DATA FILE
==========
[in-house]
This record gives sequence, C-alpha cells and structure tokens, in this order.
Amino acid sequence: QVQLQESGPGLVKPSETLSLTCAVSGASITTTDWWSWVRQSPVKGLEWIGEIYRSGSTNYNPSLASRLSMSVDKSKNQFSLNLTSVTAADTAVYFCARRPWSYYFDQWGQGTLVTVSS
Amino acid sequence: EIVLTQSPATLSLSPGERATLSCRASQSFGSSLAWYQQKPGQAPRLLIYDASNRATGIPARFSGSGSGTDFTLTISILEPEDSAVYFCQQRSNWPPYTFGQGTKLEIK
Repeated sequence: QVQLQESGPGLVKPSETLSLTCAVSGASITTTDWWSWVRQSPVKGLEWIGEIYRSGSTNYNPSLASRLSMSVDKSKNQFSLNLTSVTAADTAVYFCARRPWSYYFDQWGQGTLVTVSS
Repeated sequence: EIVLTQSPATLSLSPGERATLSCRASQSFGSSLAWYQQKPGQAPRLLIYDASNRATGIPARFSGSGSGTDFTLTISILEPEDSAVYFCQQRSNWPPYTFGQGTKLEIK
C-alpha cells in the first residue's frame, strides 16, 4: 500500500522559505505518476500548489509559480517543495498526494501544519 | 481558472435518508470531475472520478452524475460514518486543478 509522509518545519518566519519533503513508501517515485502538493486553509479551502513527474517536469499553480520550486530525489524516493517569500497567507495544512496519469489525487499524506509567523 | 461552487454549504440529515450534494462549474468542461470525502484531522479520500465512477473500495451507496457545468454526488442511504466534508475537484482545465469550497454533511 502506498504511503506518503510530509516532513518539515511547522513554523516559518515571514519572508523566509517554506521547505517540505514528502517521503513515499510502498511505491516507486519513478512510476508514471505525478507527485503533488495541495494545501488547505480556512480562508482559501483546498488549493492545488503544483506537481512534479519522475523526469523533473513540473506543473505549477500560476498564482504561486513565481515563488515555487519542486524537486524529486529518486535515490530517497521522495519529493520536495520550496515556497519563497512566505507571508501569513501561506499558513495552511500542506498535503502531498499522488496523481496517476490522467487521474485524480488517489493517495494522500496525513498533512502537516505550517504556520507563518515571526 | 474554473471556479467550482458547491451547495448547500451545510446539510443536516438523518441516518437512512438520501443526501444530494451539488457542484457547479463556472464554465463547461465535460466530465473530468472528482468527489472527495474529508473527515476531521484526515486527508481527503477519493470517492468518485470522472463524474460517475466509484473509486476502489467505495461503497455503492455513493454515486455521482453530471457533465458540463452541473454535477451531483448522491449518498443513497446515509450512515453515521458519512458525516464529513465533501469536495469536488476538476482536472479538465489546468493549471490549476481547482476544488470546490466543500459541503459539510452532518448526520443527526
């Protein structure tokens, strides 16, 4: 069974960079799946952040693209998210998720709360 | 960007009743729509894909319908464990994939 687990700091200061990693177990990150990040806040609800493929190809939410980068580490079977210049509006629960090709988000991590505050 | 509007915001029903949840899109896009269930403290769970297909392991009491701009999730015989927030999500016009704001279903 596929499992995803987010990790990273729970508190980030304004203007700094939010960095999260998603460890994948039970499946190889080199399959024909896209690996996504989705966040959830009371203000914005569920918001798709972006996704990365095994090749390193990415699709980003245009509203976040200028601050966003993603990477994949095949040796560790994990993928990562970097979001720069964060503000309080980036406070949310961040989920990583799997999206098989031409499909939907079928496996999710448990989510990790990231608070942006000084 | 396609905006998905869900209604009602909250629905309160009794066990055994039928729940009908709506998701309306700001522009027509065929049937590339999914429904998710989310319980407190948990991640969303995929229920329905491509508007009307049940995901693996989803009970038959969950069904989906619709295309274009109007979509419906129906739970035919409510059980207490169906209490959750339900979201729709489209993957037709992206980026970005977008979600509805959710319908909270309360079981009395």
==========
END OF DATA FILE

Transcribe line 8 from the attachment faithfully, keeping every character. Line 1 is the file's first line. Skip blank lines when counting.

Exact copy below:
């Protein structure tokens, strides 16, 4: 069974960079799946952040693209998210998720709360 | 960007009743729509894909319908464990994939 687990700091200061990693177990990150990040806040609800493929190809939410980068580490079977210049509006629960090709988000991590505050 | 509007915001029903949840899109896009269930403290769970297909392991009491701009999730015989927030999500016009704001279903 596929499992995803987010990790990273729970508190980030304004203007700094939010960095999260998603460890994948039970499946190889080199399959024909896209690996996504989705966040959830009371203000914005569920918001798709972006996704990365095994090749390193990415699709980003245009509203976040200028601050966003993603990477994949095949040796560790994990993928990562970097979001720069964060503000309080980036406070949310961040989920990583799997999206098989031409499909939907079928496996999710448990989510990790990231608070942006000084 | 396609905006998905869900209604009602909250629905309160009794066990055994039928729940009908709506998701309306700001522009027509065929049937590339999914429904998710989310319980407190948990991640969303995929229920329905491509508007009307049940995901693996989803009970038959969950069904989906619709295309274009109007979509419906129906739970035919409510059980207490169906209490959750339900979201729709489209993957037709992206980026970005977008979600509805959710319908909270309360079981009395």